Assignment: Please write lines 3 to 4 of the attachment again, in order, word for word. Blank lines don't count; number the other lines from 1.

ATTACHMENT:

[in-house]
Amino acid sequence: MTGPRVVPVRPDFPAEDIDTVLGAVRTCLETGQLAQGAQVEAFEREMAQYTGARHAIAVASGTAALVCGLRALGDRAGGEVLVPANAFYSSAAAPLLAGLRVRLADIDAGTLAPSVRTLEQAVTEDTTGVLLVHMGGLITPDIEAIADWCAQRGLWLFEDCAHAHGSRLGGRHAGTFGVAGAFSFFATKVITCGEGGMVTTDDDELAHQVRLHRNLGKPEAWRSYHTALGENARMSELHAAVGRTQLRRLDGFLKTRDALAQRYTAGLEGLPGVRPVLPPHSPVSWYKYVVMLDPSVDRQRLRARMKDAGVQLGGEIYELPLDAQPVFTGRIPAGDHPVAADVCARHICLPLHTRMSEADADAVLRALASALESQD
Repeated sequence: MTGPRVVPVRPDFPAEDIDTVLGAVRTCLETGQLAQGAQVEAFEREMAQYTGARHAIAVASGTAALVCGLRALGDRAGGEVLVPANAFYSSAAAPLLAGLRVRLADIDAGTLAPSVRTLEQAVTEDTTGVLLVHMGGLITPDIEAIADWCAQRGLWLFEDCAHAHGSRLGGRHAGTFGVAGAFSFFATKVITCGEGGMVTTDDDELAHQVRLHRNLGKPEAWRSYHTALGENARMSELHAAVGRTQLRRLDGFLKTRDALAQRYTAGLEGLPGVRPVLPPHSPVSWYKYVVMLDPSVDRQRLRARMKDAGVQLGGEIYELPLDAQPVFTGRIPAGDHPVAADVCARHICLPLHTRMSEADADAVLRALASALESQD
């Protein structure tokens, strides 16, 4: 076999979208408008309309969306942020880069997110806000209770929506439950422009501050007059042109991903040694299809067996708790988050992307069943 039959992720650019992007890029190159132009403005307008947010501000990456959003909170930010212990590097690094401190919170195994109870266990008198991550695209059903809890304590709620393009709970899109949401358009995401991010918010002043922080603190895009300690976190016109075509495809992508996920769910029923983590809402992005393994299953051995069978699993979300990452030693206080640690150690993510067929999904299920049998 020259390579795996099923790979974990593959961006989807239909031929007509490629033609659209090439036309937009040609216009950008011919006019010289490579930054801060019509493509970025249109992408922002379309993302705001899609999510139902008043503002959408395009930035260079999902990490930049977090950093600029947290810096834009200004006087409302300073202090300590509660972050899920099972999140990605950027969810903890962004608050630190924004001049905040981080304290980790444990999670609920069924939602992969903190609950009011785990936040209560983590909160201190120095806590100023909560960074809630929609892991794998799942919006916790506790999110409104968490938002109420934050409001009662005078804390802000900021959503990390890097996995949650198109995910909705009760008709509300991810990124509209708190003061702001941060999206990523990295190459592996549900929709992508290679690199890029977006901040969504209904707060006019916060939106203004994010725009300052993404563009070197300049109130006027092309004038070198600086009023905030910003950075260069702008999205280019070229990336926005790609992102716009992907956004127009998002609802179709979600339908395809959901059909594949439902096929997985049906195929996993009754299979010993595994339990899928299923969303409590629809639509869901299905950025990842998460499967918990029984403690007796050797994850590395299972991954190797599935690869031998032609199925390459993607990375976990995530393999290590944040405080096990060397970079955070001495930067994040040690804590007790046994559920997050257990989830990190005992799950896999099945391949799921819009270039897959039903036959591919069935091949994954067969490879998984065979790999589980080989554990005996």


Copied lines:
Repeated sequence: MTGPRVVPVRPDFPAEDIDTVLGAVRTCLETGQLAQGAQVEAFEREMAQYTGARHAIAVASGTAALVCGLRALGDRAGGEVLVPANAFYSSAAAPLLAGLRVRLADIDAGTLAPSVRTLEQAVTEDTTGVLLVHMGGLITPDIEAIADWCAQRGLWLFEDCAHAHGSRLGGRHAGTFGVAGAFSFFATKVITCGEGGMVTTDDDELAHQVRLHRNLGKPEAWRSYHTALGENARMSELHAAVGRTQLRRLDGFLKTRDALAQRYTAGLEGLPGVRPVLPPHSPVSWYKYVVMLDPSVDRQRLRARMKDAGVQLGGEIYELPLDAQPVFTGRIPAGDHPVAADVCARHICLPLHTRMSEADADAVLRALASALESQD
């Protein structure tokens, strides 16, 4: 076999979208408008309309969306942020880069997110806000209770929506439950422009501050007059042109991903040694299809067996708790988050992307069943 039959992720650019992007890029190159132009403005307008947010501000990456959003909170930010212990590097690094401190919170195994109870266990008198991550695209059903809890304590709620393009709970899109949401358009995401991010918010002043922080603190895009300690976190016109075509495809992508996920769910029923983590809402992005393994299953051995069978699993979300990452030693206080640690150690993510067929999904299920049998 020259390579795996099923790979974990593959961006989807239909031929007509490629033609659209090439036309937009040609216009950008011919006019010289490579930054801060019509493509970025249109992408922002379309993302705001899609999510139902008043503002959408395009930035260079999902990490930049977090950093600029947290810096834009200004006087409302300073202090300590509660972050899920099972999140990605950027969810903890962004608050630190924004001049905040981080304290980790444990999670609920069924939602992969903190609950009011785990936040209560983590909160201190120095806590100023909560960074809630929609892991794998799942919006916790506790999110409104968490938002109420934050409001009662005078804390802000900021959503990390890097996995949650198109995910909705009760008709509300991810990124509209708190003061702001941060999206990523990295190459592996549900929709992508290679690199890029977006901040969504209904707060006019916060939106203004994010725009300052993404563009070197300049109130006027092309004038070198600086009023905030910003950075260069702008999205280019070229990336926005790609992102716009992907956004127009998002609802179709979600339908395809959901059909594949439902096929997985049906195929996993009754299979010993595994339990899928299923969303409590629809639509869901299905950025990842998460499967918990029984403690007796050797994850590395299972991954190797599935690869031998032609199925390459993607990375976990995530393999290590944040405080096990060397970079955070001495930067994040040690804590007790046994559920997050257990989830990190005992799950896999099945391949799921819009270039897959039903036959591919069935091949994954067969490879998984065979790999589980080989554990005996």